Race to the Top, abbreviated R2T, RTTT or RTT, is a $4.35 billion United States Department of Education program designed to spur reforms in state and local district K-12 education. It is funded by the ED Recovery Act as part of the American Recovery and Reinvestment Act of 2009 and was announced by President Barack Obama and Secretary of Education Arne Duncan on July 24, 2009.

Sounds really great, too. You can sign up for their “requirements” and when you ‘win the race’ they give you free money. Except that California has all the requirements, but has never made it to the “get some money” step…

Has great sounding goals, too. Things like:

Through Race to the Top, we are asking States to advance reforms around four specific areas:
Adopting standards and assessments that prepare students to succeed in college and the workplace and to compete in the global economy;
Building data systems that measure student growth and success, and inform teachers and principals about how they can improve instruction;
Recruiting, developing, rewarding, and retaining effective teachers and principals, especially where they are needed most; and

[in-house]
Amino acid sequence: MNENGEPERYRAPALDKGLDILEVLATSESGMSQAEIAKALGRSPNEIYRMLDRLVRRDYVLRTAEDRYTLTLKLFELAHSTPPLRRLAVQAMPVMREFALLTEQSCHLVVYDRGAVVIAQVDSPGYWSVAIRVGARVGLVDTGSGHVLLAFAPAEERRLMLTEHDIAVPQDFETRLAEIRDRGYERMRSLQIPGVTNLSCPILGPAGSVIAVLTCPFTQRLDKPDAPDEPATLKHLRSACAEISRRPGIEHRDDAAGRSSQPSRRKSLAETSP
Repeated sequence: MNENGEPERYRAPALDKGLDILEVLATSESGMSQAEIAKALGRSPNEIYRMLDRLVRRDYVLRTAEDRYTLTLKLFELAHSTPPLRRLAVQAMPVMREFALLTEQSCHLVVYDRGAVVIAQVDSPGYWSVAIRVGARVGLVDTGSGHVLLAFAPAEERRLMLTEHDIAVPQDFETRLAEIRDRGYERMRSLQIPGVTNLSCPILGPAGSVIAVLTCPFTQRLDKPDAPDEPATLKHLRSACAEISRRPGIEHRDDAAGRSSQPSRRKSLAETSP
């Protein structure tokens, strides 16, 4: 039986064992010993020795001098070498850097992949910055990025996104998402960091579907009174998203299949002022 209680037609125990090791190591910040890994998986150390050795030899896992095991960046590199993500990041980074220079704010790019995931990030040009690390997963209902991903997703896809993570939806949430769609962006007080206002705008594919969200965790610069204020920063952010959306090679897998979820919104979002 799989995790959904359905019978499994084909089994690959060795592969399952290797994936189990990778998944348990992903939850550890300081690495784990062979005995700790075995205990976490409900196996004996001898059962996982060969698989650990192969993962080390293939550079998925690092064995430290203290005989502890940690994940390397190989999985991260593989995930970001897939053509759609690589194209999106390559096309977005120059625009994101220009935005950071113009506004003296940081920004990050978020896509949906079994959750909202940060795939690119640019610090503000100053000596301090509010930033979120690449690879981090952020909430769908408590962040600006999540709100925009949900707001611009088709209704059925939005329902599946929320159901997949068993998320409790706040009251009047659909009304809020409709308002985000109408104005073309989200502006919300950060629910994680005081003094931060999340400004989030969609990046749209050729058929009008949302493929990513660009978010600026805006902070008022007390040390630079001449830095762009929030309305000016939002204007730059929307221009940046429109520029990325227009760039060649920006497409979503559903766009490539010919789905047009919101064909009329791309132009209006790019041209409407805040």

Turning around our lowest-achieving schools.

Awards in Race to the Top will go to States that are leading the way with ambitious yet achievable plans for implementing coherent, compelling, and comprehensive education reform. Race to the Top winners will help trail-blaze effective reforms and provide examples for States and local school districts throughout the country to follow as they too are hard at work on reforms that can transform our schools for decades to come

Sounds great, no?

One Small Problem… At least in California our “Lowest-achieving schools” are measured “on a curve”.

So my wife’s school MET every one of the “success criteria” given. The did EVERYTHING WELL and were recognized as a very good school. Parents love it. I’ve met the staff and they are all good and dedicated folks. The record of success, especially in the Special Ed area, is quite good.

But they were in the lowest “quartile” in their district so were a “Low Performing School”.

There was a school in Palo Alto (a very rich place, for folks who don’t know. Think multimillion dollar homes and Stanford University) that scored over 800 on the API test. The “goal” is to get all schools over 800. They met the goal. But, they were in the low scoring quartile of schools in their “area”.

The result for these areas that achieve excellence? The “low performing schools” get a Bureaucratic Proctoscope Review. Top to bottom, end to end. Folks can find their school summarily closed if the Powers That Be feel like it. Race To The Top requires that to apply, your state must pass certain laws, which California did, so even if we left the program, we’re stuck with the laws. And that means that schools doing a very good job, but in a stellar district, get the BOHICA moment. (Bend Over Here It Comes Again).